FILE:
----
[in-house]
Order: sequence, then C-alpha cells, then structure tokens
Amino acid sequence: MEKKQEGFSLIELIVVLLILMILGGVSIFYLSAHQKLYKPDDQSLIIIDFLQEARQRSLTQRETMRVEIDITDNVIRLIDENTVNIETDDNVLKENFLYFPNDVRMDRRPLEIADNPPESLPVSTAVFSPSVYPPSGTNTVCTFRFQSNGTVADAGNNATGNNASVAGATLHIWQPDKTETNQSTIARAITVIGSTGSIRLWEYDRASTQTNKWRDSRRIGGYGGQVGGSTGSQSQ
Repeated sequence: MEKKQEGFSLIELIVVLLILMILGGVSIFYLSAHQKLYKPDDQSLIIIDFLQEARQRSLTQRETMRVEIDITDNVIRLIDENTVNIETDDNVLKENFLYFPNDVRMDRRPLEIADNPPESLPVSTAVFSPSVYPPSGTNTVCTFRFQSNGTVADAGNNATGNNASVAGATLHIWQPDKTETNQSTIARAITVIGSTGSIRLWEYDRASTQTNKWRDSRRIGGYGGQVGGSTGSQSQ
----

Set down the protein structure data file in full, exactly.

[in-house]
Order: sequence, then C-alpha cells, then structure tokens
Amino acid sequence: MEKKQEGFSLIELIVVLLILMILGGVSIFYLSAHQKLYKPDDQSLIIIDFLQEARQRSLTQRETMRVEIDITDNVIRLIDENTVNIETDDNVLKENFLYFPNDVRMDRRPLEIADNPPESLPVSTAVFSPSVYPPSGTNTVCTFRFQSNGTVADAGNNATGNNASVAGATLHIWQPDKTETNQSTIARAITVIGSTGSIRLWEYDRASTQTNKWRDSRRIGGYGGQVGGSTGSQSQ
Repeated sequence: MEKKQEGFSLIELIVVLLILMILGGVSIFYLSAHQKLYKPDDQSLIIIDFLQEARQRSLTQRETMRVEIDITDNVIRLIDENTVNIETDDNVLKENFLYFPNDVRMDRRPLEIADNPPESLPVSTAVFSPSVYPPSGTNTVCTFRFQSNGTVADAGNNATGNNASVAGATLHIWQPDKTETNQSTIARAITVIGSTGSIRLWEYDRASTQTNKWRDSRRIGGYGGQVGGSTGSQSQ